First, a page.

SALT LAKE CITY — It didn't go anywhere in the legislative session, but a new poll shows if a majority of Utahns get their way, medical marijuana will eventually be legalized in the Beehive State.
A poll released Wednesday says two-thirds of the state is in favor of legalizing medical marijuana. Some say it's not that easy to just legalize it, but others argue it's time to help patients.
“There is movement and there is hope,” said Christine Stenquist, President of TRUCE and candidate for the House of Representatives.
For years, Christine Stenquist has advocated for Utah patients like herself in need of medical marijuana.
“Someone told me three years ago this would never happen in Utah. Utah would be the last state that would ever adopt such a program,” Stenquist said.
But a new poll published Wednesday by Dan Jones and Associates shows only 28 percent of Utahns oppose legislation and 66 percent are in support of medical marijuana.
“I think it’s reflecting 'Do people want to help other people in pain?' and of course they do,” said Derek Monson, Director of Public Policy at The Sutherland Institute.
The numbers aren't surprising to The Sutherland Institute, a conservative public policy think tank, but they argue it's not as simple as passing a bill.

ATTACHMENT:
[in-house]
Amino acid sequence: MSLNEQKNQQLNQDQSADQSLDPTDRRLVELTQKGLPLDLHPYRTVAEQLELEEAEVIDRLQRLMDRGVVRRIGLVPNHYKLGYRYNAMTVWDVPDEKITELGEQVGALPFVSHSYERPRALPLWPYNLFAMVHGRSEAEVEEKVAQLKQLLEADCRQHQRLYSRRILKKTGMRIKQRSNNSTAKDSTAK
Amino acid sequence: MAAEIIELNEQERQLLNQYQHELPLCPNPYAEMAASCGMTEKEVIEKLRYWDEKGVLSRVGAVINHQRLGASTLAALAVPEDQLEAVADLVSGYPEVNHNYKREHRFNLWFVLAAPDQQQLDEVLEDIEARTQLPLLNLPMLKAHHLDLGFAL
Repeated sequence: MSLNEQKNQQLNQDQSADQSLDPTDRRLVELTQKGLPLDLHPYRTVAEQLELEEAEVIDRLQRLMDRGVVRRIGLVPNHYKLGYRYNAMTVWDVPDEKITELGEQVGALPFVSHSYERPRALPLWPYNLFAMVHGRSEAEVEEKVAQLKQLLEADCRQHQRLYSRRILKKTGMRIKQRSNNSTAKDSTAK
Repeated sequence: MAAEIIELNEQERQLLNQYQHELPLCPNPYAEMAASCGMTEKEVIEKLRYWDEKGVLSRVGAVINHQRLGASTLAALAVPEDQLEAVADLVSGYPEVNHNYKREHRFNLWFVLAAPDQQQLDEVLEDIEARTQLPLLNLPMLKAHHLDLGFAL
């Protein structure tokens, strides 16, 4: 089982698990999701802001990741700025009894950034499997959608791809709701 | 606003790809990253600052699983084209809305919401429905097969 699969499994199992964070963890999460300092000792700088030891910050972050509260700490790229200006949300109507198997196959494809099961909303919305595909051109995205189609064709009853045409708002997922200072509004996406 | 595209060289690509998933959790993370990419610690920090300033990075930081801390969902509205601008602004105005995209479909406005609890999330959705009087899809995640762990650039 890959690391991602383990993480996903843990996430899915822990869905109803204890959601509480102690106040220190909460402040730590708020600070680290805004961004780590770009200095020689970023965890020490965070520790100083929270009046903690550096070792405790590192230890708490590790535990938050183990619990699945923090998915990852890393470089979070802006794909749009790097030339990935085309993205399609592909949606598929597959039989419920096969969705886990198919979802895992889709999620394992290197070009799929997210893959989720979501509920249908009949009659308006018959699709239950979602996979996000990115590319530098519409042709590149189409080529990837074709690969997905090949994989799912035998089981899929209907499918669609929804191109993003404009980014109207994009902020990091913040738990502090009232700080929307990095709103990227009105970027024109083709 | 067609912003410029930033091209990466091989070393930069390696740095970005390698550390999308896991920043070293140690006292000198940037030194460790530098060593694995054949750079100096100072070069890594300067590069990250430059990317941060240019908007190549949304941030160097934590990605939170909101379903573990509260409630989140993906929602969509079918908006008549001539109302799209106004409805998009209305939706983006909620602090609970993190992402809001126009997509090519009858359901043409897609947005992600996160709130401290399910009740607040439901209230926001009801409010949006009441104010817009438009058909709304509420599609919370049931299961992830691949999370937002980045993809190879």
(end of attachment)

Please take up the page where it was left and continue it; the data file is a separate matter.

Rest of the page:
“What the poll didn’t get into is some of the deeper realities of that were being debated at the Legislature: What do you do about THC? How do you distribute? Is it prescribed by doctors? Do you do it with a pharmacy? Through an independent shop?,” Monson said.
Stenquist says focusing on made-up problems is keeping people in pain.
“We don’t have time. A lot of patients don’t have time. We’ve had people who have fled since the session because they need access and they needed it now,” Stenquist said.
Twenty years ago, doctors found Stenquist had a brain tumor. Complications in surgery left her with chronic migraines and pain. Pain that didn't go away until she got medical marijuana. She doesn't want others to have to wait for that relief.
“That’s a little concerning because what that almost says is we need to help people we can see in pain, even if it causes pain to others, and I don’t know how you can reasonably maintain that position,” Monson said.
Stenquist hopes to see the favor rates keep growing.
“I don’t think we’re going backwards on this issue. We will only be going forward,” Stenquist said.
Stenquist says she is working to help shape a bill for 2017 and she's working with a ballot initiative group. She is also now throwing her political hat into the ring, running for the House to give patients a voice.